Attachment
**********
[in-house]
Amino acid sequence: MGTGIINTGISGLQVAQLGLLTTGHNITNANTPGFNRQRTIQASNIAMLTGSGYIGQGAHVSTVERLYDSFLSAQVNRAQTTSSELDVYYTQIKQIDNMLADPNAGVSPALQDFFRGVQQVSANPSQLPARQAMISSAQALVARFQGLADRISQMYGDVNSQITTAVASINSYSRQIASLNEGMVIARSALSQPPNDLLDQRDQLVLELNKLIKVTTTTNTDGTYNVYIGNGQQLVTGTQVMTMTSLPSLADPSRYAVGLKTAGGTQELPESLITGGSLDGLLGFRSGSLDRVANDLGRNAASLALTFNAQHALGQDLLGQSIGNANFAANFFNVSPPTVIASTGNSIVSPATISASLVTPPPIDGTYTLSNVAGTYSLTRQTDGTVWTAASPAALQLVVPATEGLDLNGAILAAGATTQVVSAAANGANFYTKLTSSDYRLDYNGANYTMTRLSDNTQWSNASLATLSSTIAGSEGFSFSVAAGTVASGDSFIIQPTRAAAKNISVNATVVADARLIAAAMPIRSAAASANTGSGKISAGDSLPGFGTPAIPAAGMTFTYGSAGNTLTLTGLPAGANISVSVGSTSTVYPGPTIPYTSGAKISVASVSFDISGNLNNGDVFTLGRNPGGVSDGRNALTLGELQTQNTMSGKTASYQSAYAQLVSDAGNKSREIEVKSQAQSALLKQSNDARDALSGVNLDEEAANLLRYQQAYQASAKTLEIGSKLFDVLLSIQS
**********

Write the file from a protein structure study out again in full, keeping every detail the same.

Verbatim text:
[in-house]
Amino acid sequence: MGTGIINTGISGLQVAQLGLLTTGHNITNANTPGFNRQRTIQASNIAMLTGSGYIGQGAHVSTVERLYDSFLSAQVNRAQTTSSELDVYYTQIKQIDNMLADPNAGVSPALQDFFRGVQQVSANPSQLPARQAMISSAQALVARFQGLADRISQMYGDVNSQITTAVASINSYSRQIASLNEGMVIARSALSQPPNDLLDQRDQLVLELNKLIKVTTTTNTDGTYNVYIGNGQQLVTGTQVMTMTSLPSLADPSRYAVGLKTAGGTQELPESLITGGSLDGLLGFRSGSLDRVANDLGRNAASLALTFNAQHALGQDLLGQSIGNANFAANFFNVSPPTVIASTGNSIVSPATISASLVTPPPIDGTYTLSNVAGTYSLTRQTDGTVWTAASPAALQLVVPATEGLDLNGAILAAGATTQVVSAAANGANFYTKLTSSDYRLDYNGANYTMTRLSDNTQWSNASLATLSSTIAGSEGFSFSVAAGTVASGDSFIIQPTRAAAKNISVNATVVADARLIAAAMPIRSAAASANTGSGKISAGDSLPGFGTPAIPAAGMTFTYGSAGNTLTLTGLPAGANISVSVGSTSTVYPGPTIPYTSGAKISVASVSFDISGNLNNGDVFTLGRNPGGVSDGRNALTLGELQTQNTMSGKTASYQSAYAQLVSDAGNKSREIEVKSQAQSALLKQSNDARDALSGVNLDEEAANLLRYQQAYQASAKTLEIGSKLFDVLLSIQS